How To Be A Supportive Parent In Youth Sports Part 9
This is part 9 in the series of our interviews with Coach Dan Clemens. Here, he talks about How To Be A Supportive Parent In Youth Sports.
The best way and biggest thing parents can do to support their kids is to know what their kids want to accomplish with their sport and get in alignment with that. I think a lot of times as adults we bring 30 or 40 years of experience to the equation and that can be really helpful, but it also can really work against kids.
The research shows that kids want something different. They want to have fun and be with their friends and all those things. Adults want to win. Make sure you know what your kid wants out of the situation and then do whatever you can to support them in that.
Be comfortable with the fact that they are probably going to want something different than you do from that situation, and they are probably going to approach the situation differently than you do or did.
I have learned that with my son. We are two very different people. We look very similar and we have similar builds and all that, but he approaches things very differently than I do. It took me a long time to figure that out as his parent and as his coach of he is paying attention and he is taking this seriously.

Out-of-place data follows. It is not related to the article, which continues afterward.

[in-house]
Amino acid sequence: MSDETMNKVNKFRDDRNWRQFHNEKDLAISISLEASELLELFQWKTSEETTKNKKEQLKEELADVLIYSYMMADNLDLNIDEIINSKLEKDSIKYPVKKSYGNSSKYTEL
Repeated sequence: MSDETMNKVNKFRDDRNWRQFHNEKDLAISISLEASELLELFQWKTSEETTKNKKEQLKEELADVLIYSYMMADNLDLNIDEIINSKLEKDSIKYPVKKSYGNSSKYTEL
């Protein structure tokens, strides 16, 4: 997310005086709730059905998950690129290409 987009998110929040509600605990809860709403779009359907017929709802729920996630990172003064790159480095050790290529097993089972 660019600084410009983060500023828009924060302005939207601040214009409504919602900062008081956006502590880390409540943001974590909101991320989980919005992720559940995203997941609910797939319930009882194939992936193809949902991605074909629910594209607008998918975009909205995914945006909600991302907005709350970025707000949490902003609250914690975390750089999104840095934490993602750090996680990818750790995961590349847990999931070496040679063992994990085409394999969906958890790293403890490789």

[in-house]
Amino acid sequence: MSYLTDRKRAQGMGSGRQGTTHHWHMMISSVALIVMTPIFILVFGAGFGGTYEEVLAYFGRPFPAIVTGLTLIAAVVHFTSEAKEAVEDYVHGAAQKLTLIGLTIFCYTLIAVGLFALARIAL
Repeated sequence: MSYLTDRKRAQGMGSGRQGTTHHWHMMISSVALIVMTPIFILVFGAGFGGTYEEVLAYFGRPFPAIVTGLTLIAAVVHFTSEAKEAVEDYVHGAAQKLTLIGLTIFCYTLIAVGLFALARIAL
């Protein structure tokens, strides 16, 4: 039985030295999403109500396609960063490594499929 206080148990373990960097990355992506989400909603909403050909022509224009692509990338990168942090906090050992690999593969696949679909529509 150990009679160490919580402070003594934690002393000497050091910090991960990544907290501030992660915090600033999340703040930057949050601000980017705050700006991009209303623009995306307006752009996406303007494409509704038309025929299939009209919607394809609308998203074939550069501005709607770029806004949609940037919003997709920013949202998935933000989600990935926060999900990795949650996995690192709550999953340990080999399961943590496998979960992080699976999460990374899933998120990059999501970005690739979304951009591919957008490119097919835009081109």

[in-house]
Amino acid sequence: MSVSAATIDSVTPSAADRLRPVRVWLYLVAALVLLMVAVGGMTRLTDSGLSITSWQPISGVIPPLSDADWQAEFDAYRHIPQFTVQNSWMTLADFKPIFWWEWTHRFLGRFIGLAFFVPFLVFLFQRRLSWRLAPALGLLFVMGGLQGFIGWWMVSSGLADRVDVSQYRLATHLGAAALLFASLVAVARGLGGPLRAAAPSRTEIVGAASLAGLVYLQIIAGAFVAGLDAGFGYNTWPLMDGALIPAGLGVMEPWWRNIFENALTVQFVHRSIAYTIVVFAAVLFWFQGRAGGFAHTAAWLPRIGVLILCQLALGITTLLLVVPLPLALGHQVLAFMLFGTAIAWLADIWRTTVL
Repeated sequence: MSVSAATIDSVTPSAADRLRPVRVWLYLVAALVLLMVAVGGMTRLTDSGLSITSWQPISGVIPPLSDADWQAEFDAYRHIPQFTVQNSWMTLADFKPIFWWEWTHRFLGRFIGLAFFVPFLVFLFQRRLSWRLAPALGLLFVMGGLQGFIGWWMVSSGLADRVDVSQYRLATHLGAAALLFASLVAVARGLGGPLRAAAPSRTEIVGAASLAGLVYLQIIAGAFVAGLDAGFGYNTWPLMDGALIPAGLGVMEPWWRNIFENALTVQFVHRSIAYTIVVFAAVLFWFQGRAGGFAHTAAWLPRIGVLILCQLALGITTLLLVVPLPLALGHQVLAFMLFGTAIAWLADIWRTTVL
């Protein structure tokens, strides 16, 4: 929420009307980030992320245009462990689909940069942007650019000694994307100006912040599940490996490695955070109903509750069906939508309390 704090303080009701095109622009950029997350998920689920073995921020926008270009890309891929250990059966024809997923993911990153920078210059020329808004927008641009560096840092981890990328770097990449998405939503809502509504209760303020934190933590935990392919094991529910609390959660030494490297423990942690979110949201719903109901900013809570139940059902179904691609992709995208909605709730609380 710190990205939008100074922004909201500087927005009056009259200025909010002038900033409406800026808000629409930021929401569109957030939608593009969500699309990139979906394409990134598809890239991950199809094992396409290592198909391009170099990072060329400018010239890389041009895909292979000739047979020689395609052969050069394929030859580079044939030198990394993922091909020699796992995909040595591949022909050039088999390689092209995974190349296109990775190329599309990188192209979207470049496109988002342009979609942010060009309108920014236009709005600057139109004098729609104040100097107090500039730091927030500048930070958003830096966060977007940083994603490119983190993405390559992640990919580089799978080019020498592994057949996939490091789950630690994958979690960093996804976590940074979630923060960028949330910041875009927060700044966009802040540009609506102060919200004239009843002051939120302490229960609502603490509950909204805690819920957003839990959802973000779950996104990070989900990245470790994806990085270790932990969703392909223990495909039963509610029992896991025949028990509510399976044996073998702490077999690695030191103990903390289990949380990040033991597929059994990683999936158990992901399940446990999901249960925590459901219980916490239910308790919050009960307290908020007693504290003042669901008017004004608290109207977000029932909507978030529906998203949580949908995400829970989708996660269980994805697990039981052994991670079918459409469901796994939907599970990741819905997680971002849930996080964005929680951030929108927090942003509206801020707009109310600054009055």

He is just doing it differently than I am. Once I did that I was a better parent and I was a better coach of him at letting him be him. A common mistake for parents is to expect too much too soon.
You get parents by the time the kid is eight years old they have already got it mapped out which high school they are going to go to, which coach they are going to play for, what pro they are going to take lessons from, and then what college the kid is going to go to and have the scholarship, and what pro team they want him to ultimately play for.
And gosh just sit back and let the kid enjoy his game or her game for a while! My son is a sophomore in high school and it's only about now that I have even started talking to him much in any detail about college, programs, and if he wants to play in college.
He has always had that desire because I did. He may have the ability to do that, but I have tried to resist the urge even when he was entering high school and he was one of the better players in this age group or whatever. That will all take care of itself.
High school is four years long. We place too much emphasis as parents and as adults to things that happen before they get to high school. If they don't play for this coach, if they don't take these lessons, if they don't play in this league, then they are not going to have these opportunities.
As a high school coach that works with freshmen and sophomores who are entering into the program, there are a lot of opportunities. They are not done growing physically or emotionally or intellectually.
There's a lot of growth that happens in those early years of high school. That is what is really going to determine a lot of their progress and ultimately where they plateau. Parents need to just back off and let them enjoy the game.
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